Secret to 109-year-old’s long life is ‘hard work’

BELIEVED to be one of Suffolk’s oldest residents, Kathleen Grimwood has just celebrated her 109th birthday.

Speaking from her Sudbury home, she joked how the Queen must be saying: “I’ve got cramp, I cannot write any more to that woman.”

When her mother gave birth to twin girls – Kathleen and Gertrude – in 1901, she was told Kathleen was the weaker and would not live.

But she proved the doctors wrong, and on August 19 celebrated turning 109.

Ms Grimwood said the secret to a long life was “hard work”, adding: “I always tell people that. I used to be a school matron and I think hard work made me strong.”


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Ms Grimwood, who never married, worked at a number of private schools – including Woodbridge School – before giving it up to look after her ill mother.

Having outlived her twin sister, who died at the age of 93, she has helped Sudbury’s History Society with her wealth of knowledge of the town’s past.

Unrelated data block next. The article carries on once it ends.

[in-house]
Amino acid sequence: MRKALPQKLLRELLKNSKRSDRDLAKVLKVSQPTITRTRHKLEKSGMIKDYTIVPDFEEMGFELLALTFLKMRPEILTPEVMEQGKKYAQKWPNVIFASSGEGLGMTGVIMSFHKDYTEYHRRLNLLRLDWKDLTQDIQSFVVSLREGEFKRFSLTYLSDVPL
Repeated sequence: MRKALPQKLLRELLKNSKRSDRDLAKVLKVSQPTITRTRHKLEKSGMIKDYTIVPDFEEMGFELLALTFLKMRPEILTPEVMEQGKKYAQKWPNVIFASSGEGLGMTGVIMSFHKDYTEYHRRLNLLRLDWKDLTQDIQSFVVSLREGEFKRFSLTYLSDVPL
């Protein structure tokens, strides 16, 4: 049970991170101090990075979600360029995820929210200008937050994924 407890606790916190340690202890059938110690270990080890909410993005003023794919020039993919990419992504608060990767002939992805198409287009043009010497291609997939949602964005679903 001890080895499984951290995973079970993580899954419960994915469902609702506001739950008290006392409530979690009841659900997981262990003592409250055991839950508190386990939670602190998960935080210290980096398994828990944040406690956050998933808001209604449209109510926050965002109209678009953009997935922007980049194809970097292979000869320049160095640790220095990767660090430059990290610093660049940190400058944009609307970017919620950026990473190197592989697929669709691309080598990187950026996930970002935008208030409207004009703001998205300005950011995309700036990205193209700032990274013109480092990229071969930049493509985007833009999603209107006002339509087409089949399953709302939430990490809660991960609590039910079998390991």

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To celebrate her birthday, good friends and neighbours Derek and Gill Phillips organised a boat trip along the River Stour, which has become tradition since the couple first arranged the outing as a birthday present about eight years ago.

Now every year, friends and family come along for the outing, and enjoy cake at The Granary. Mr Phillips, 76, said she was a “remarkable” woman, adding: “She is well-liked and, because of her age and personality, is quite well-known.”

His wife added: “There are people over 100, but not many of them live on their own.”

Ms Grimwood became the oldest recipient of Maundy Money on record last year when she met the Queen at St Edmundsbury Cathedral.

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